Diving medicine, also called undersea and hyperbaric medicine (UHB), is the diagnosis, treatment and prevention of conditions caused by humans entering the undersea environment. It includes the effects on the body of pressure on gases, the diagnosis and treatment of conditions caused by marine hazards and how relationships of a diver’s fitness to dive affect a diver’s safety.
Hyperbaric medicine is a corollary field associated with diving, since recompression in a hyperbaric chamber is used as a treatment for two of the most significant diving related illnesses, decompression illness and arterial gas embolism.
Here’s an overview of some of the most common dive medicine and safety guidelines. Lots of information about diving and boating safety, injuries and illnesses, safety equipment, CPR and first aid, and dive insurance can be found online. Do you research and when in doubt consult with a doctor specializing in dive medicine.
A scuba diver should perform emergency decompression if he accidentally exceeds the no-decompression limit for a dive.
High levels of carbon dioxide (hypercapnia) can cause a variety of dangerous symptoms in scuba divers, such as narcosis and unconsciousness. A diver can avoid these risks by following safe diving practices and avoiding behavior that may predispose him to hypercapnia.
An awareness of the risks of diving makes us all safer divers by educating us as to the origin of diving rules and encouraging us to follow safe diving guidelines. Oxygen toxicity, like most other potential dangers in scuba diving, is easy to avoid – simply understand the risk and dive within the limits of your training!
Skin bends, or cutaneous decompression sickness, is a frequently overlooked form of decompression sickness in scuba divers. Divers should be able to recognize the common signs and symptoms of skin bends as they may require treatment and can precede other, more serious types of decompression sickness.
Ear barotraumas are the most common injuries experienced by recreational scuba divers. Learn how to recognize, avoid and treat ear barotraumas.
Every scuba diver is at risk of a pulmonary barotrauma if he holds his breath underwater. However, other conditions and actions can also cause this life-threatening injury. Learn more about how scuba divers can avoid a pulmonary barotrauma here.
An overview of Decompression Sickness, including causes, types, symptoms, risk factors, prevention, and treatment
The current recommended surface intervals before flying after diving.
How do scuba divers equalize their ear pressure to avoid ear pain when diving? Learn about the Valsalva maneuver and other ear equalization techniques, as well as how to deal with common equalization problems.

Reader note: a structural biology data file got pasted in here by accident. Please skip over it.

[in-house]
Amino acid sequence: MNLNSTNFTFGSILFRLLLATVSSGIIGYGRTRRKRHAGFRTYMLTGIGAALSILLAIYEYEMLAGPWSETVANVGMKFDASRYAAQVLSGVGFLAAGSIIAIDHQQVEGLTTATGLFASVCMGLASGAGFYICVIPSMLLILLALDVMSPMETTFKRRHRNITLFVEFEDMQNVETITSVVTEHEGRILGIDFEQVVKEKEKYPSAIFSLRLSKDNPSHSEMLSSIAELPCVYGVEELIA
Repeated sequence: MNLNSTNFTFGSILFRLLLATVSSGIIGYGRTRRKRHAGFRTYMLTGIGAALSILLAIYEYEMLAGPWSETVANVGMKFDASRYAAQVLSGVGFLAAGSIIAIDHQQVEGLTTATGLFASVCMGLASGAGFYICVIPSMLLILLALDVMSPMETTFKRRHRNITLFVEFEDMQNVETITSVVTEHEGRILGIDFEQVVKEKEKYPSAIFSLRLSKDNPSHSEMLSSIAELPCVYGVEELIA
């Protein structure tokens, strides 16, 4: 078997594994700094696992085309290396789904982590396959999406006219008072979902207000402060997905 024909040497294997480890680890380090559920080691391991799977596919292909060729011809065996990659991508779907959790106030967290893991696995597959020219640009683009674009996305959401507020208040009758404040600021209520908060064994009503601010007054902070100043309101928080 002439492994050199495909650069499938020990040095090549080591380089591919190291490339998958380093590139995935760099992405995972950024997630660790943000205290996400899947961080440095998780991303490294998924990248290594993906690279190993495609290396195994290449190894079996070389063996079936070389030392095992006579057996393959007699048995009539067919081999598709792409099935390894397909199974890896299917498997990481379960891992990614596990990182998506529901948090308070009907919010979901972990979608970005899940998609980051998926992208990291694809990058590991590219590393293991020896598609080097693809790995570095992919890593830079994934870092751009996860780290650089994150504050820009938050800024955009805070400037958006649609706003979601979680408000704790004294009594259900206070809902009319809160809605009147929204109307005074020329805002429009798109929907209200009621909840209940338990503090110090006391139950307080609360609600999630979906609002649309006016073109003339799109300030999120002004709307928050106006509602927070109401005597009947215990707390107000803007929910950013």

What is a Patent Foramen Ovale (PFO) and why might it increase a diver’s chance of decompression illness or DCI? A patent foramen ovale is a hole in a diver’s heart that has not properly closed during development. Up to a third of divers have this condition, which may increase the risk of decompression illness.
Can asthma sufferers scuba dive? It can be extremely dangerous for some asthmatics to dive. Learn why asthma is sometimes a contraindication for scuba diving.
DAN is a not-for-profit 501(C)(3) organization that provides emergency medical advice and assistance for underwater diving injuries, and underwrites a wide range of research, education and training programs that promote safe diving.
A detailed frequently asked questions all about dive medicine and safety from the premier dive medical society – DAN (Divers Alert Network).
Dedicated to Undersea Medicine and to issues of diving safety for both sport and professional divers.
UMA is an educational organization devoted to diving medicine. At our web site you can register for the Temple Underwater Medicine 2000 program, read about diving medicine, check out new diving medicine textbooks, and look at other diving web sites. See our new Underwater Art section for interesting underwater photography.
A detailed overview of dive medicine issues.
A guide to diving medicine from Skin Diver Online.
The Undersea and Hyperbaric Medical Society (UHMS) is an international, non-profit organization serving 2,500 members from more than 50 countries. The UHMS is the primary source of scientific information for diving and hyperbaric medicine physiology worldwide.